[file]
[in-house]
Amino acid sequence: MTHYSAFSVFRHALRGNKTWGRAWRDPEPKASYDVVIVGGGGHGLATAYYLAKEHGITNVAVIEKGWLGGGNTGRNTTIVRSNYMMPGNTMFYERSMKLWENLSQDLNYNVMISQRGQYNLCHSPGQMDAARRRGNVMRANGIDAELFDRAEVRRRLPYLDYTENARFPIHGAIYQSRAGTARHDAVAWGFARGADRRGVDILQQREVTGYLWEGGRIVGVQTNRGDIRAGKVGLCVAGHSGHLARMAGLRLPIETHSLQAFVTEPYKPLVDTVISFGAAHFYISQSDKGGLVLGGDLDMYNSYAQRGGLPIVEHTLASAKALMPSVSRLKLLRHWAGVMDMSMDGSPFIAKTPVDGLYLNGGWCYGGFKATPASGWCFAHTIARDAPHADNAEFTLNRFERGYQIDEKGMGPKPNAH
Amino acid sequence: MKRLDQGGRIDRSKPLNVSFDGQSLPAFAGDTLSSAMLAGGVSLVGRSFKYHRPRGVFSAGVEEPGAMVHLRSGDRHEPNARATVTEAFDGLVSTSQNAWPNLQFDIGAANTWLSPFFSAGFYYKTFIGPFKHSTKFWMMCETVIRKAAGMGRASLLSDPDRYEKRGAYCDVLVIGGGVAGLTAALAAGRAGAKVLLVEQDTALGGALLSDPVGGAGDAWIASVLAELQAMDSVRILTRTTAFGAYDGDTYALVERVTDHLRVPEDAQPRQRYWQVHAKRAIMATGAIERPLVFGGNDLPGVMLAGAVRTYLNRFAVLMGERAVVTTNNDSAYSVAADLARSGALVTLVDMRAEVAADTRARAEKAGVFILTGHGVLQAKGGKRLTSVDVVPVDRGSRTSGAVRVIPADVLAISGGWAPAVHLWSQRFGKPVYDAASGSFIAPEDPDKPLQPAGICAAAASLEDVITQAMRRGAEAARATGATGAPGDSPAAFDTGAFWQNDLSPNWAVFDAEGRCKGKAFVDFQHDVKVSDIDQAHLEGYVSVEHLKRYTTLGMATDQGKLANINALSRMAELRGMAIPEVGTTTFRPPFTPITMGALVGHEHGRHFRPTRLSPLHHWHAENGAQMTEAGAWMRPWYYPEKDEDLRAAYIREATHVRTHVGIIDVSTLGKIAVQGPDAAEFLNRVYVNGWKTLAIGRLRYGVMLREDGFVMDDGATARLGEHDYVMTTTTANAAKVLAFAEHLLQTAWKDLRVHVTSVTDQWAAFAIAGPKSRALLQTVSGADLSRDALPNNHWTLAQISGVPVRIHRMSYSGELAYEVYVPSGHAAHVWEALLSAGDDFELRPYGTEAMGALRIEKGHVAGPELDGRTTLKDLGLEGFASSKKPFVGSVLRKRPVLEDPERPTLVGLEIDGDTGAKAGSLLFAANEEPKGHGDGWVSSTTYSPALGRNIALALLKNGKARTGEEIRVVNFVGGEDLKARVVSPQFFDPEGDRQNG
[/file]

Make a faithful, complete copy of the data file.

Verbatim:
[in-house]
Amino acid sequence: MTHYSAFSVFRHALRGNKTWGRAWRDPEPKASYDVVIVGGGGHGLATAYYLAKEHGITNVAVIEKGWLGGGNTGRNTTIVRSNYMMPGNTMFYERSMKLWENLSQDLNYNVMISQRGQYNLCHSPGQMDAARRRGNVMRANGIDAELFDRAEVRRRLPYLDYTENARFPIHGAIYQSRAGTARHDAVAWGFARGADRRGVDILQQREVTGYLWEGGRIVGVQTNRGDIRAGKVGLCVAGHSGHLARMAGLRLPIETHSLQAFVTEPYKPLVDTVISFGAAHFYISQSDKGGLVLGGDLDMYNSYAQRGGLPIVEHTLASAKALMPSVSRLKLLRHWAGVMDMSMDGSPFIAKTPVDGLYLNGGWCYGGFKATPASGWCFAHTIARDAPHADNAEFTLNRFERGYQIDEKGMGPKPNAH
Amino acid sequence: MKRLDQGGRIDRSKPLNVSFDGQSLPAFAGDTLSSAMLAGGVSLVGRSFKYHRPRGVFSAGVEEPGAMVHLRSGDRHEPNARATVTEAFDGLVSTSQNAWPNLQFDIGAANTWLSPFFSAGFYYKTFIGPFKHSTKFWMMCETVIRKAAGMGRASLLSDPDRYEKRGAYCDVLVIGGGVAGLTAALAAGRAGAKVLLVEQDTALGGALLSDPVGGAGDAWIASVLAELQAMDSVRILTRTTAFGAYDGDTYALVERVTDHLRVPEDAQPRQRYWQVHAKRAIMATGAIERPLVFGGNDLPGVMLAGAVRTYLNRFAVLMGERAVVTTNNDSAYSVAADLARSGALVTLVDMRAEVAADTRARAEKAGVFILTGHGVLQAKGGKRLTSVDVVPVDRGSRTSGAVRVIPADVLAISGGWAPAVHLWSQRFGKPVYDAASGSFIAPEDPDKPLQPAGICAAAASLEDVITQAMRRGAEAARATGATGAPGDSPAAFDTGAFWQNDLSPNWAVFDAEGRCKGKAFVDFQHDVKVSDIDQAHLEGYVSVEHLKRYTTLGMATDQGKLANINALSRMAELRGMAIPEVGTTTFRPPFTPITMGALVGHEHGRHFRPTRLSPLHHWHAENGAQMTEAGAWMRPWYYPEKDEDLRAAYIREATHVRTHVGIIDVSTLGKIAVQGPDAAEFLNRVYVNGWKTLAIGRLRYGVMLREDGFVMDDGATARLGEHDYVMTTTTANAAKVLAFAEHLLQTAWKDLRVHVTSVTDQWAAFAIAGPKSRALLQTVSGADLSRDALPNNHWTLAQISGVPVRIHRMSYSGELAYEVYVPSGHAAHVWEALLSAGDDFELRPYGTEAMGALRIEKGHVAGPELDGRTTLKDLGLEGFASSKKPFVGSVLRKRPVLEDPERPTLVGLEIDGDTGAKAGSLLFAANEEPKGHGDGWVSSTTYSPALGRNIALALLKNGKARTGEEIRVVNFVGGEDLKARVVSPQFFDPEGDRQNG